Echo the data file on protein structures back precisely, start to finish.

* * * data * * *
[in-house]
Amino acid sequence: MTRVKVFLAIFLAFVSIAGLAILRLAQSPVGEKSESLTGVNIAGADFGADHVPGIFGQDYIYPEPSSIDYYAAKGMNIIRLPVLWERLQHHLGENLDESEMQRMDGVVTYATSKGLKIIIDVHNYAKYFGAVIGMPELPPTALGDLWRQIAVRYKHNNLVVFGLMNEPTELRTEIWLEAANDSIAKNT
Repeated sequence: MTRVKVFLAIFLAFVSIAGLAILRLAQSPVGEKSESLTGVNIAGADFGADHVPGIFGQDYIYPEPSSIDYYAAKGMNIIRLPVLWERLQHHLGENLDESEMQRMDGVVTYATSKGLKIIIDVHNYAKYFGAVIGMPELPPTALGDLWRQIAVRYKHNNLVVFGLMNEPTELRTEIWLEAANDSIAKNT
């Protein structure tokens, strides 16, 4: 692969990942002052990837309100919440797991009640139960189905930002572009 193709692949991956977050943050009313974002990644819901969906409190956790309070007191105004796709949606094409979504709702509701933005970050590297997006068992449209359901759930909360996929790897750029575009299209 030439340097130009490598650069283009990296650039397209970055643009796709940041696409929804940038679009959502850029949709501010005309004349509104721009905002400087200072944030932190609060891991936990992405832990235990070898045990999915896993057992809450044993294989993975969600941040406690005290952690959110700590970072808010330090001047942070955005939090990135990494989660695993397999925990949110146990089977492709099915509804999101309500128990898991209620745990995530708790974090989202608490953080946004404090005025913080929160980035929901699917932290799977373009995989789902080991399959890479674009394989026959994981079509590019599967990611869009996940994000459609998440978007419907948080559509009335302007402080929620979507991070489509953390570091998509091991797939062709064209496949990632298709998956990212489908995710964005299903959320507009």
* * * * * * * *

[in-house]
Amino acid sequence: MTRVKVFLAIFLAFVSIAGLAILRLAQSPVGEKSESLTGVNIAGADFGADHVPGIFGQDYIYPEPSSIDYYAAKGMNIIRLPVLWERLQHHLGENLDESEMQRMDGVVTYATSKGLKIIIDVHNYAKYFGAVIGMPELPPTALGDLWRQIAVRYKHNNLVVFGLMNEPTELRTEIWLEAANDSIAKNT
Repeated sequence: MTRVKVFLAIFLAFVSIAGLAILRLAQSPVGEKSESLTGVNIAGADFGADHVPGIFGQDYIYPEPSSIDYYAAKGMNIIRLPVLWERLQHHLGENLDESEMQRMDGVVTYATSKGLKIIIDVHNYAKYFGAVIGMPELPPTALGDLWRQIAVRYKHNNLVVFGLMNEPTELRTEIWLEAANDSIAKNT
């Protein structure tokens, strides 16, 4: 692969990942002052990837309100919440797991009640139960189905930002572009 193709692949991956977050943050009313974002990644819901969906409190956790309070007191105004796709949606094409979504709702509701933005970050590297997006068992449209359901759930909360996929790897750029575009299209 030439340097130009490598650069283009990296650039397209970055643009796709940041696409929804940038679009959502850029949709501010005309004349509104721009905002400087200072944030932190609060891991936990992405832990235990070898045990999915896993057992809450044993294989993975969600941040406690005290952690959110700590970072808010330090001047942070955005939090990135990494989660695993397999925990949110146990089977492709099915509804999101309500128990898991209620745990995530708790974090989202608490953080946004404090005025913080929160980035929901699917932290799977373009995989789902080991399959890479674009394989026959994981079509590019599967990611869009996940994000459609998440978007419907948080559509009335302007402080929620979507991070489509953390570091998509091991797939062709064209496949990632298709998956990212489908995710964005299903959320507009």